Meet Fergie!

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Meet Fergie!

Meet Fergie! This adorable corgi was on a walk with her owner when a small animal caught her eye. She broke off her leash and took off, and was struck by a car. Her loving owner was distraught and horrified – Fergie was her baby girl! The single mother had adopted Fergie after her kids had grown up, and Fergie spent every day by her side, and slept next to her at night! She rushed Fergie to the hospital, but couldn’t afford the entirety of the bill. Luckily, FACE was able to help little Fergie! Special thanks to Life Sponsor the Spitcaufsky family for helping FACE continue to save lives.

Tune in to KUSI morning news this Friday & see our FACE!

FACE Foundation is excited to be on KUSI morning news Friday, April 12th to discuss our biggest fundraiser of the year, Bags & Baubles!  All proceeds go directly to FACE Foundation to help save the lives of local family pets!

Please tune in between 9am-10am to hear more about the event from Stacy Steel our Executive Director and to see what Lulu our spokesdog will be wearing!

Register online for this free extravaganza @ face4pets.org

lulu

 

 

 

The Post-Workout Cool Down for Your Dog

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Did you know that just like humans, dogs also need a proper post-workout cool down? Whether you took your dog out for a run/hike, or a fun game of fetch outside, dogs need their owners to help them properly cool down. Here are a few basic tips on how you can help your furry companion after a workout.

HYDRATION, HYDRATION, HYDRATION

Always be sure to take along plenty of water for the both of you when you go out for a long hike, walk or run with your dog. Stop for water breaks, maybe around every mile or when you see that your dog is panting, allowing your dog to drink just enough to quench her thirst each time. Don’t allow her to gulp large amounts of water at one time, as this can lead stomach upset or bloating.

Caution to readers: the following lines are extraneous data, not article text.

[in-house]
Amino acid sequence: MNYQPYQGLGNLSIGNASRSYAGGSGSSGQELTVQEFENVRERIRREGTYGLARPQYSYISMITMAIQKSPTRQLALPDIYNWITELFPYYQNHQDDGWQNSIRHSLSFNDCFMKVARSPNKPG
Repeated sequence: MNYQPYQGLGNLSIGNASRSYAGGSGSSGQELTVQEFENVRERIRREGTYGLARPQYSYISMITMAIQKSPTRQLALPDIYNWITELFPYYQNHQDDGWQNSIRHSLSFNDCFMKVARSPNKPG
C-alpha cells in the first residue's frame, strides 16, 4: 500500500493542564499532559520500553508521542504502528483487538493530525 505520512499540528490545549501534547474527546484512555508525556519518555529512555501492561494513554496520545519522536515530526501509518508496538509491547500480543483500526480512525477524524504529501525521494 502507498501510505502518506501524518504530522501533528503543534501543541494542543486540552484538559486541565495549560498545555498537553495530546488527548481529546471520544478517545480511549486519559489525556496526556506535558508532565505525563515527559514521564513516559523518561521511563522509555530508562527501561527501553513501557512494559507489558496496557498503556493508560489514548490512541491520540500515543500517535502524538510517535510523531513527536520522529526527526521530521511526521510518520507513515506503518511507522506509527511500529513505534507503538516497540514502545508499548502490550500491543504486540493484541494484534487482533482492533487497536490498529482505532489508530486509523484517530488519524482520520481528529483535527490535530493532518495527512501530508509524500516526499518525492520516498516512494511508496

COOL DOWN

Just as a cool-down period after exercise is important for humans, dogs should be allowed the same luxury. Toward the end of the run, power walk or hike, gradually slow down and walk casually for several minutes to allow your dog’s body temperature and heart rate to slow down. You might even consider giving your dog a muscle rub-down or help her to stretch her limbs once you get home.

Note: If your dog’s starts panting heavily and the panting doesn’t slow down even after you have slowed down for a water break, or he becomes disoriented or weak, call a veterinarian right away.

FORGO THE FOOD TILL LATER

You should not exercise your dog right after a meal, as this can lead to digestive upset or bloat. Keep in mind that your dog will no doubt be very hungry after a long workout. After a period of cooling down and rehydrating with water — small amounts at a time so he doesn’t gulp too much down — feed your dog her normal meal.

BODY CHECK

If you have the fortune of having a place to exercise in the great outdoors, away from the urban sprawl, you will need to be especially vigilant about checking your dog for ticks and other small hazards after every outing. Check inside the ears, under the belly, and between folds of skin (e.g., armpits, neck) where insects might hide. Run your fingers through her haircoat and remove any foreign objects like burrs. Even in urban areas, your dog can pick up little bits in her paws and nostrils. In fact, part of your post-workout routine can be a thorough and relaxing brushing.

FOOT CARE

Don’t forget that feet are an important part of your dog’s body and should be given special care. Inspecting the toe pads and nails after a day out running or playing is of vital importance. Check carefully for any cuts, cracks, blisters, or dirt stuck between the toes. If necessary, wash the feet and dry them carefully before checking them over. If you see any serious wounds or damage to the foot pads or nails, check with your veterinarian for care instructions.

Full Article on Pet MD

Should Michael Vick Be Allowed to Adopt a Dog?